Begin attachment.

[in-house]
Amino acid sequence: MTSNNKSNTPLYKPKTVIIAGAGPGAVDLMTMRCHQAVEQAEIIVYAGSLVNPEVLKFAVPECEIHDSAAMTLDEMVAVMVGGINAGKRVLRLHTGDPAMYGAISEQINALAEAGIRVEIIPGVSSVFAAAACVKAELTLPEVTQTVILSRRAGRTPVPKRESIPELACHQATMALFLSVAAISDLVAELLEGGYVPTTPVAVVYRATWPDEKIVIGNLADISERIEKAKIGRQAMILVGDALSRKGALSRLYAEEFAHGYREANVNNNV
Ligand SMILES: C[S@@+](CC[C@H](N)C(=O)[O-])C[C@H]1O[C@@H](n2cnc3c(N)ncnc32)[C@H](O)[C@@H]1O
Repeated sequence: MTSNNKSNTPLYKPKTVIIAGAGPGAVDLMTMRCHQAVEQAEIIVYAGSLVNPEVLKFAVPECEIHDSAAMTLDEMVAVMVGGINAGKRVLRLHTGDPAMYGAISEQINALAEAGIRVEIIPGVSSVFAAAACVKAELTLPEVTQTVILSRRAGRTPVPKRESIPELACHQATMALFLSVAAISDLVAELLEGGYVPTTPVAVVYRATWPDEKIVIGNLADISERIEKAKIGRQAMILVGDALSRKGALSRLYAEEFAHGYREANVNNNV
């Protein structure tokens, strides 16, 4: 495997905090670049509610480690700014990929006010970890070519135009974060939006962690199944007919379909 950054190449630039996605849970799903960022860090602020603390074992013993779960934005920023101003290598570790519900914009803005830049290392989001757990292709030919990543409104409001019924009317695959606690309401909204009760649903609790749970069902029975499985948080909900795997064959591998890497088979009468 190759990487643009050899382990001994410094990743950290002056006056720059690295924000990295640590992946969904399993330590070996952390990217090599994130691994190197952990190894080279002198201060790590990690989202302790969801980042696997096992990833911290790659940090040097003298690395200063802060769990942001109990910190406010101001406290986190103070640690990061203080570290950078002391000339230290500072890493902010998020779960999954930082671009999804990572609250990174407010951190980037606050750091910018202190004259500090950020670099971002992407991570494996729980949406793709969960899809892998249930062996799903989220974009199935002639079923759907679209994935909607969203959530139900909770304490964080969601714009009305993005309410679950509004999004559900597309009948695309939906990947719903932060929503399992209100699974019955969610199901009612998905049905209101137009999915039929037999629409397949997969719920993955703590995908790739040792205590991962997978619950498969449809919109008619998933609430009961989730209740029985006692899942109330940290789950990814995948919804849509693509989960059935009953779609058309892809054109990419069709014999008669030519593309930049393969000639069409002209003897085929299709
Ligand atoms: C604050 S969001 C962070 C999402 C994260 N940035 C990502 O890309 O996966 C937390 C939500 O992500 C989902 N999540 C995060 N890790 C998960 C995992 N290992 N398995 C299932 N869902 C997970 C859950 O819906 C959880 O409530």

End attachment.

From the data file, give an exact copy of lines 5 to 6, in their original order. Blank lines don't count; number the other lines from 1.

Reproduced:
């Protein structure tokens, strides 16, 4: 495997905090670049509610480690700014990929006010970890070519135009974060939006962690199944007919379909 950054190449630039996605849970799903960022860090602020603390074992013993779960934005920023101003290598570790519900914009803005830049290392989001757990292709030919990543409104409001019924009317695959606690309401909204009760649903609790749970069902029975499985948080909900795997064959591998890497088979009468 190759990487643009050899382990001994410094990743950290002056006056720059690295924000990295640590992946969904399993330590070996952390990217090599994130691994190197952990190894080279002198201060790590990690989202302790969801980042696997096992990833911290790659940090040097003298690395200063802060769990942001109990910190406010101001406290986190103070640690990061203080570290950078002391000339230290500072890493902010998020779960999954930082671009999804990572609250990174407010951190980037606050750091910018202190004259500090950020670099971002992407991570494996729980949406793709969960899809892998249930062996799903989220974009199935002639079923759907679209994935909607969203959530139900909770304490964080969601714009009305993005309410679950509004999004559900597309009948695309939906990947719903932060929503399992209100699974019955969610199901009612998905049905209101137009999915039929037999629409397949997969719920993955703590995908790739040792205590991962997978619950498969449809919109008619998933609430009961989730209740029985006692899942109330940290789950990814995948919804849509693509989960059935009953779609058309892809054109990419069709014999008669030519593309930049393969000639069409002209003897085929299709
Ligand atoms: C604050 S969001 C962070 C999402 C994260 N940035 C990502 O890309 O996966 C937390 C939500 O992500 C989902 N999540 C995060 N890790 C998960 C995992 N290992 N398995 C299932 N869902 C997970 C859950 O819906 C959880 O409530």